With so much holiday gift giving going on, it’s important to think green. I’m delighted to have Christine Kirk, director of the Outdoor Education Center, as my guest to give suggestions for choosing kids’ gifts that are environmentally friendly. This week I’ll post suggestions for gifts that nurture and many of them are green. Being conscious of buying gren is a gift to YOU, your family and your future.
By Christine Kirk
How do you pick eco-friendly toys? If want to buy your kids “green” holiday presents, you have a variety of options:
1. Locally Made: Choose toys made with natural, recycled or easily recyclable materials. Look for leather, wood, organic cotton, metal or fabric. Avoid plastic, which is a non biodegradable petroleum-based product. Buy locally-made if possible. The farther toys must travel to reach stores, the larger their carbon footprints.
2. Long Lasting: Toys that last a long time and are even passed down to younger kids are inherently green. Select toys made with quality materials that are designed to stand the test of time.
3. Recyclable: Unless their components can be recycled, all toys will eventually find their way to the landfill. Those that can be disassembled and then recycled are considered green.
A few of my favorites meet these eco-friendly criteria. They are US-made from natural materials, are sturdy, and they either teach recycling or parts of them can be recycled. They also are educational while providing for fun memories.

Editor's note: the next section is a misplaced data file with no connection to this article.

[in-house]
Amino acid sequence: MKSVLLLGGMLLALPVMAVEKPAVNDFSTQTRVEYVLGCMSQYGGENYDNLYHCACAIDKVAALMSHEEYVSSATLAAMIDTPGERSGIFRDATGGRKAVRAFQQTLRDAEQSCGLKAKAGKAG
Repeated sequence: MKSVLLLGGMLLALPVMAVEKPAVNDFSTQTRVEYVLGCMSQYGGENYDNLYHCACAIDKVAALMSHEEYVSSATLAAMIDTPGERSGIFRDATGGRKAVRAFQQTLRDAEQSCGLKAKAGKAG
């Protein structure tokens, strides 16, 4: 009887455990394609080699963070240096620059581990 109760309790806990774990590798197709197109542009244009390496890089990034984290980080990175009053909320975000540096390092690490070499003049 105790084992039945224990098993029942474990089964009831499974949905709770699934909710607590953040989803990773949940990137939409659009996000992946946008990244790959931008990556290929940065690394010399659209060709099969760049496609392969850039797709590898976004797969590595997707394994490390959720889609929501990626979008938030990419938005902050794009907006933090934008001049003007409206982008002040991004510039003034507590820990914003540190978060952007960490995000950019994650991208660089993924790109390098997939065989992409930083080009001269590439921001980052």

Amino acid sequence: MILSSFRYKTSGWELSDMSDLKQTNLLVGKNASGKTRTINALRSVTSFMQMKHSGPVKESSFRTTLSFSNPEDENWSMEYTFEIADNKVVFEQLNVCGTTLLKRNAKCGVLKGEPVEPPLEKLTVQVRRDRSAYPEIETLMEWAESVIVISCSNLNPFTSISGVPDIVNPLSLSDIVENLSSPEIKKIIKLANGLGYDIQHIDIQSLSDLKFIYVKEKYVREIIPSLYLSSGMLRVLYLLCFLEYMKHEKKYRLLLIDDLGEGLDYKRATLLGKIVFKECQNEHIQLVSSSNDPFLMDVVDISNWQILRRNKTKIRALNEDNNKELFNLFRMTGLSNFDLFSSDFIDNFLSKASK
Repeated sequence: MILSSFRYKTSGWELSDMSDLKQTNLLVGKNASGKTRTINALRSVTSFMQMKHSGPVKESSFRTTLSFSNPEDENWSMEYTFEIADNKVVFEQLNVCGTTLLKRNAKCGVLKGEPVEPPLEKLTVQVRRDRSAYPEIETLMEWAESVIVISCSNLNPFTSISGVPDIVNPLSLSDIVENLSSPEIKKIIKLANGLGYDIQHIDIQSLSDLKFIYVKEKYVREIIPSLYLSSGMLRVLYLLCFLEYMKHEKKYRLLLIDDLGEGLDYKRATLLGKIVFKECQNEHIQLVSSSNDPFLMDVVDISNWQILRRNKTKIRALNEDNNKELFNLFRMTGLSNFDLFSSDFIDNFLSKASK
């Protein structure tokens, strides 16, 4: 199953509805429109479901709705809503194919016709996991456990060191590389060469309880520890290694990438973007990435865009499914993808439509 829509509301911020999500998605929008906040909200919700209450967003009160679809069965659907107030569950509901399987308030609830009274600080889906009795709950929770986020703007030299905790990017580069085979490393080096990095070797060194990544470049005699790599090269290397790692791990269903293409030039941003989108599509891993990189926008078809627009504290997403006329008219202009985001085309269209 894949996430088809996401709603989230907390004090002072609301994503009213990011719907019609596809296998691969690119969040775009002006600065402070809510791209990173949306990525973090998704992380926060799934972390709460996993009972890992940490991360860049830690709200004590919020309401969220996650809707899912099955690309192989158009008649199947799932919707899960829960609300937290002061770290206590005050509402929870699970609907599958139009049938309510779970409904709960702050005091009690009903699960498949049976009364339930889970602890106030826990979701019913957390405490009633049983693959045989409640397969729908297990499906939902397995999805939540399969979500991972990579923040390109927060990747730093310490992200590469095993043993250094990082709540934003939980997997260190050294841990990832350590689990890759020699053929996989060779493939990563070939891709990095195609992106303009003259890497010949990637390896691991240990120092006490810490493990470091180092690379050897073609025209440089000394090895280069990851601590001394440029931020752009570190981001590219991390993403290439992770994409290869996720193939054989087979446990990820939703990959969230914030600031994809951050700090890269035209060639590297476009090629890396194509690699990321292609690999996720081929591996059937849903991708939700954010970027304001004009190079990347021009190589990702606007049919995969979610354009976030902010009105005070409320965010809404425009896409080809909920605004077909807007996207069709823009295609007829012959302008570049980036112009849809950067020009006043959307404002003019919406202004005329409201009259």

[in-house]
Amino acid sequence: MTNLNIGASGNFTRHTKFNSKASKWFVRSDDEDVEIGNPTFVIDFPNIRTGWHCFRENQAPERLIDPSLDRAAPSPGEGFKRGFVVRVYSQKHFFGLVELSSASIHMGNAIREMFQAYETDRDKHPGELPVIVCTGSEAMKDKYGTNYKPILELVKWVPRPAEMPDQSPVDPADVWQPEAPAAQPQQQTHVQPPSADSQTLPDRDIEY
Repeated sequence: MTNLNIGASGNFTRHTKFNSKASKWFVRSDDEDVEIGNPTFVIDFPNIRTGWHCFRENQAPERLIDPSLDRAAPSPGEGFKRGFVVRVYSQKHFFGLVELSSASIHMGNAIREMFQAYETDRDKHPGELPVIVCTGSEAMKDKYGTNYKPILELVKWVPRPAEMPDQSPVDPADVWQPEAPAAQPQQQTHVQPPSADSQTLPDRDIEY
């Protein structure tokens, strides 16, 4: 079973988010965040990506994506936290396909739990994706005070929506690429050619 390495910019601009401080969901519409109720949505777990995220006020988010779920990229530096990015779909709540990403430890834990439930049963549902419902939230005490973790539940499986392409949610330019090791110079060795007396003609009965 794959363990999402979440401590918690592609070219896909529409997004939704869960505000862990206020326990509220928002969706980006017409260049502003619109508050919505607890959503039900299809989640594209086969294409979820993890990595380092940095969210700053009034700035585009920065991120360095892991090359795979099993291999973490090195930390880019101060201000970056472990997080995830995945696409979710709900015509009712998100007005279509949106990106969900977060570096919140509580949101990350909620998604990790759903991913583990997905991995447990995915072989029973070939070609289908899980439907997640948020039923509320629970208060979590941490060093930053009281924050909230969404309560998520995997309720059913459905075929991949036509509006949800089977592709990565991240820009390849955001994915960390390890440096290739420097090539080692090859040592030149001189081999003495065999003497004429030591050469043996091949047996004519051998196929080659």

Some more specific suggestions are:
• Puzzles: SunsOut Puzzles offers a huge variety of puzzles – many with environment themes. Shop online at. They even use recycled packaging!
• Balance Boards: I recommend those from Indo Boards or Back to Basics Toys. If you have a handyperson in the family, this is an easy toy to make. It includes a sturdy wooden or plastic cylinder and a wooden skateboard-sized board with non-skid strips affixed. Playing with this toy is great exercise and improves balance and muscle control.
• Paper Making: Recycle scrap paper. Any paper without a glossy finish can be torn up and pulped to make new, handmade paper. You can make your own with simple materials or purchase ready-made kits at larger craft supply stores or online. The best-known kits are by Arnold Grummer.
• Kids’ Gardening Kit: A pair of kid-sized gloves, a small trowel, a watering wand, and several packets of plant seeds all placed in a 5-gallon bucket make a great kit. The gift keeps on giving when you help your child to prepare and plant a garden with native plants that will make flowers and seeds wildlife needs. You will be amazed at the variety of birds and butterflies that will find your native garden – whether it is large or small. Some native plants can even be cultivated in pots if you are short on space. Ask your local garden supply store for advice on this.